In earthquake prone areas (e.g., California) diagonal wire stays are often required by building codes in order to ensure the ceiling grid won't sway laterally during an earthquake, which can lead to partial or total collapse of the ceiling grid on the occupants below during a severe tremor. Compression posts may also added to keep the ceiling from bouncing vertically during an earthquake.
Lighting fixtures and other devices installed in a dropped ceiling are required to be firmly secured to the dropped ceiling framework. In the event of a fire above a dropped ceiling it is often necessary for firemen to have to pull down the ceiling in a hurry to quickly gain access to the conflagration. Loose fixtures merely resting in the framework by force of gravity can become unseated and swing down on their armorflex power cables to hit the firemen below. Binding the fixtures to the framework assures that if the framework must be pulled down the fixture will come down with it and not become a pendulous swinging hazard to the firemen.
In commercial and industrial settings, dropped ceilings allow the obscuring of fittings above the ceiling while allowing access at any time. Drop ceilings may also be used in settings where obscuring fittings or the actual ceiling itself is desirable when wanting to hide problems, such as structural damage. Older, white panels combined with fluorescent lighting are common in many offices, and considered utilitarian, if not unpleasant by some people. More expensive, modern dropped ceiling styles are gaining popularity. Manufacturers are creating suspended ceilings that are designed to be independent from the exterior walls and just be hung from the soffit; resulting in an aesthetically pleasing look whilst maintaining their ability to aid acoustics in a room or large area.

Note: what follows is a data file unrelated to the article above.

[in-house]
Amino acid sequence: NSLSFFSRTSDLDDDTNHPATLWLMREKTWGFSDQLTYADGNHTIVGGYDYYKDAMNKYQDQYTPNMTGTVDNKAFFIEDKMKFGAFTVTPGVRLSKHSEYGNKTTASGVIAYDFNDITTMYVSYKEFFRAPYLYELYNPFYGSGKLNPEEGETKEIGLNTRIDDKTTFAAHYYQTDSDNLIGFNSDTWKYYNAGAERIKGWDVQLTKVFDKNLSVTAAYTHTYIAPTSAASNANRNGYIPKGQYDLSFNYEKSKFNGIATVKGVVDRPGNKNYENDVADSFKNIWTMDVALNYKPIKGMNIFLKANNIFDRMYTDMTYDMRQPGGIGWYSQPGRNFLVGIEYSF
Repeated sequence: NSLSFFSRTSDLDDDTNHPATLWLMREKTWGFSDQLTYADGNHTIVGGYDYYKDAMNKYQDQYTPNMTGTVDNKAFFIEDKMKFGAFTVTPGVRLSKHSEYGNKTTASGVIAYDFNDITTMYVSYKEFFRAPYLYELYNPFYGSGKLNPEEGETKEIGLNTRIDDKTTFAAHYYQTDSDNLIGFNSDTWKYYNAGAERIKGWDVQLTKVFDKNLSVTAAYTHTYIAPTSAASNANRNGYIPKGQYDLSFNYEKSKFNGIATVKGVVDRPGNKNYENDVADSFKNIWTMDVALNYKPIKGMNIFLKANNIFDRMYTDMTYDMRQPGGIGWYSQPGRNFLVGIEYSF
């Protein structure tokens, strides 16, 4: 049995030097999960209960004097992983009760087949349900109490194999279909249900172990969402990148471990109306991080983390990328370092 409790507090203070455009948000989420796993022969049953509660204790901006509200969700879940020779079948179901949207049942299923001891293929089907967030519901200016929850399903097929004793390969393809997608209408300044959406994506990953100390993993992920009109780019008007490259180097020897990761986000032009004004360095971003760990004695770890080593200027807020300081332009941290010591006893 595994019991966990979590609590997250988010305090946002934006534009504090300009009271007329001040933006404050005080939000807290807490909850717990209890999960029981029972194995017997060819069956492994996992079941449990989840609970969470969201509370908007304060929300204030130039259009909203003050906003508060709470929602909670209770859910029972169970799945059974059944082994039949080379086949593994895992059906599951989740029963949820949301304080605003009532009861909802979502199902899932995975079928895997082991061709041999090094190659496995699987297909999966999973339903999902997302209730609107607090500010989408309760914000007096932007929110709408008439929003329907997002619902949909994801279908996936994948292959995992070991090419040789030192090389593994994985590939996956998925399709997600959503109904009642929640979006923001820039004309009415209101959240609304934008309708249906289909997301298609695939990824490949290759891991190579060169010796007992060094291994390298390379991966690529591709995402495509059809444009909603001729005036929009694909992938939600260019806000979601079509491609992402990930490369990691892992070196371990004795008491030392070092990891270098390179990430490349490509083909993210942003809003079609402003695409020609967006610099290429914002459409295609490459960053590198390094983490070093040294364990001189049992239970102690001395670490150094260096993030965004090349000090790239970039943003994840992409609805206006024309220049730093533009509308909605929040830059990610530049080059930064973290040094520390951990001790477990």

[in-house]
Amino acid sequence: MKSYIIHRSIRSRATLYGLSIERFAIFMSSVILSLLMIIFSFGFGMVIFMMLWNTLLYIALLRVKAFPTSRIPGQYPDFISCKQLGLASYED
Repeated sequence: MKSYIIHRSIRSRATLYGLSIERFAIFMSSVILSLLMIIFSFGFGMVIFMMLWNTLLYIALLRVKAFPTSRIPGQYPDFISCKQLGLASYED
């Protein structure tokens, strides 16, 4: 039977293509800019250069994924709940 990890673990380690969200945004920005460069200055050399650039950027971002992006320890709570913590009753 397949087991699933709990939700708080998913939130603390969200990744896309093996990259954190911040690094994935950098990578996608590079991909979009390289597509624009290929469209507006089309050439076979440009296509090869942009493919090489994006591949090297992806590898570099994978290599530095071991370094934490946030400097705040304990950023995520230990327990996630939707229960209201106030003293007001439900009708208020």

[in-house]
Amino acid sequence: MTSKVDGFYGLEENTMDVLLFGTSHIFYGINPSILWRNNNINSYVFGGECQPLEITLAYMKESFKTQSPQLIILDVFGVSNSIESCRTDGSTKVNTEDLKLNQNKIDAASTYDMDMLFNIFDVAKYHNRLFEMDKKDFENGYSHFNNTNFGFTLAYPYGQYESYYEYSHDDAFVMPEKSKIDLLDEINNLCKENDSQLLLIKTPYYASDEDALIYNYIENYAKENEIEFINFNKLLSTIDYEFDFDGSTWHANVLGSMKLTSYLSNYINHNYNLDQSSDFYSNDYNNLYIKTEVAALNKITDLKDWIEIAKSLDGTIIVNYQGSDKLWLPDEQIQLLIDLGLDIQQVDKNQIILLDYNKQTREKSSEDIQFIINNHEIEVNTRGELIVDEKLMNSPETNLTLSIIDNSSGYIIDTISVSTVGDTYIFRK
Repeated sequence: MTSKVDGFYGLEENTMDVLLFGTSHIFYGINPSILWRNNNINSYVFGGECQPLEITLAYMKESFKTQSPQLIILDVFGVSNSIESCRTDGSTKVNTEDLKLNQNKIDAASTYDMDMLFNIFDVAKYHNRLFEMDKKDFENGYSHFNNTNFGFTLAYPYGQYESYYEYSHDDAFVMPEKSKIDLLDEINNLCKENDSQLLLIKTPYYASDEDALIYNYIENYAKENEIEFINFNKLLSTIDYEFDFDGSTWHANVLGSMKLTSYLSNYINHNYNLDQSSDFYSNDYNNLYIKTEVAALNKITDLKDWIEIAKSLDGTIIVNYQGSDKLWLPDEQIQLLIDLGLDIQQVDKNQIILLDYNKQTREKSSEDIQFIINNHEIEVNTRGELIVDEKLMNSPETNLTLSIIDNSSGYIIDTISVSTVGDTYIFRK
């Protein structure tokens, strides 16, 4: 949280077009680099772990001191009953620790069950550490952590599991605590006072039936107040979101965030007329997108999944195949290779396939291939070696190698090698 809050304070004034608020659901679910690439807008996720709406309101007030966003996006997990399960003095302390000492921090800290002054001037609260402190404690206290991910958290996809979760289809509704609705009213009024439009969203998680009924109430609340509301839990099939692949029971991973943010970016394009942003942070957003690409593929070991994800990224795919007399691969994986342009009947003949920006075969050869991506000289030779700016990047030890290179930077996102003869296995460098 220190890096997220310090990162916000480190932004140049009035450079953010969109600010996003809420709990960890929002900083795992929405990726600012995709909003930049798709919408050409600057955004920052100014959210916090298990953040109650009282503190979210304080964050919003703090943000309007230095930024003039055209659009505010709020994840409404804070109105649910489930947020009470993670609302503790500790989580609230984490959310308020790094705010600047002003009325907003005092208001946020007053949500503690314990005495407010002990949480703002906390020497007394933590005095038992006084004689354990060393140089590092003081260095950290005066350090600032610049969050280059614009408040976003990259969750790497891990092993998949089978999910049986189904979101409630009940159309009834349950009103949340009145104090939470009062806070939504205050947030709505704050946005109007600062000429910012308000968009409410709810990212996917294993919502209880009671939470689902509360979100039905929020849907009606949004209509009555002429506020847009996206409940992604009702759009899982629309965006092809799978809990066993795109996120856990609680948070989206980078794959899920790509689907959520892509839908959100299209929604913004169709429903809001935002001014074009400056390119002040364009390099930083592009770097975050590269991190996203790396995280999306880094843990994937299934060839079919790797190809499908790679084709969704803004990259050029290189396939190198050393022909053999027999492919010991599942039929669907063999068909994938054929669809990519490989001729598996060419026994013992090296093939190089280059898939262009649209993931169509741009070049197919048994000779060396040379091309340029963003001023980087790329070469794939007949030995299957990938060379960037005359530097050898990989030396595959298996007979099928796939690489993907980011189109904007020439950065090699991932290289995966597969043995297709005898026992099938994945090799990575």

Fire safety 
If fire safety is a factor, ceiling tiles made from mineral fibres, or fire-rated wood panels can be used within the construction to meet acceptable standards/ratings. These same tiles can provide the needed additional resistance to meet the "time rating" required for various fire code, city ordinance, commercial, or other similar building construction regulations. Fire ratings for ceiling panels vary based on the materials used and preparation of each panel. In the UK it can be required for the tiles from certain manufacturers to be clipped into the grid with special ceiling clips in order to provide a fire rating; there are special tiles designed for the underside of mezzanine floors however that can give a fire rating without being clipped.
Ease of modification 
Another advantage of a dropped ceiling is that the easily-removed ceiling panels offer instant access to the plenum, greatly simplifying repairs or alterations.
Wiring and piping installed behind traditional plaster or wallboard ceilings is extremely difficult to modify once the finished ceiling is in place. Wires must either be fished through hollow spaces in the walls behind the finished ceiling, or the ceiling must be demolished in order for wiring or piping changes to be made.
In contrast, the tiles and other parts of a drop ceiling are easily removed to allow access to the area above the grid to do any necessary wiring or plumbing modifications. In the event of remodeling, nearly all components of the grid can be dismantled and reassembled somewhere else.
In business, the drop ceiling is often used in conjunction with hollow steel studs to construct small office spaces out of a much larger cavernous space. Wiring and other services are run through the open ceiling, down through the hollow stud walls, and to outlets in the work areas. If business needs change, the office spaces are easily dismantled and the overall cavernous space reconfigured with a different floorplan.
One disadvantage with this ceiling system is reduced headroom. Clearance is required between the grid and any pipes or ductwork above to install the ceiling tiles and light fixtures. In general, a minimum clearance of four to eight inches is often needed between the lowest obstruction and the level of the ceiling grid.
As a renovation tool, dropped ceilings are a quick and inexpensive way to repair a ceiling or reduce HVAC costs, however they tend to show their age quickly— they are sometimes discolored by excessive smoking, sag in the center, and are damaged easily. In older buildings that have seen multiple renovations over time, it is not uncommon for a dropped ceiling to have been installed in one renovation and then subsequently removed in another, its installation having been an inexpensive fix to prolong the time between major renovations.
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See also